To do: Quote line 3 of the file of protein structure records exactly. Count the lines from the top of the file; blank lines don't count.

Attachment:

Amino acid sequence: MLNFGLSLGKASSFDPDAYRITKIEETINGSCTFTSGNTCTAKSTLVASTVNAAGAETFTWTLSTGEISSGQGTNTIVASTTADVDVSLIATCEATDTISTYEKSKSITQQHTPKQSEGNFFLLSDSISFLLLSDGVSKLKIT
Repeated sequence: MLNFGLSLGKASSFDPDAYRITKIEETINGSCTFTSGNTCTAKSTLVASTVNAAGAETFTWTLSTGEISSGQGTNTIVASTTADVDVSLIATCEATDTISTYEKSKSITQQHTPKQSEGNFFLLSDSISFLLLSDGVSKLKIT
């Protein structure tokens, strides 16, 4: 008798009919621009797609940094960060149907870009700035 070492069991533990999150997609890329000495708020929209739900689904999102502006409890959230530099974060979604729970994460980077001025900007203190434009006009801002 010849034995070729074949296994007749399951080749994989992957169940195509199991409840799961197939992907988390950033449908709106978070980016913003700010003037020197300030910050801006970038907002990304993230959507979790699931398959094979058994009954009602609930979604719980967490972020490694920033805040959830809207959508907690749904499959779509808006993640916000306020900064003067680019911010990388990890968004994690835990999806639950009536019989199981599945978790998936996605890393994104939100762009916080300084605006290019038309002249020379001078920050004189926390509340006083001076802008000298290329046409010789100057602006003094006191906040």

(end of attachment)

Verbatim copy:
């Protein structure tokens, strides 16, 4: 008798009919621009797609940094960060149907870009700035 070492069991533990999150997609890329000495708020929209739900689904999102502006409890959230530099974060979604729970994460980077001025900007203190434009006009801002 010849034995070729074949296994007749399951080749994989992957169940195509199991409840799961197939992907988390950033449908709106978070980016913003700010003037020197300030910050801006970038907002990304993230959507979790699931398959094979058994009954009602609930979604719980967490972020490694920033805040959830809207959508907690749904499959779509808006993640916000306020900064003067680019911010990388990890968004994690835990999806639950009536019989199981599945978790998936996605890393994104939100762009916080300084605006290019038309002249020379001078920050004189926390509340006083001076802008000298290329046409010789100057602006003094006191906040």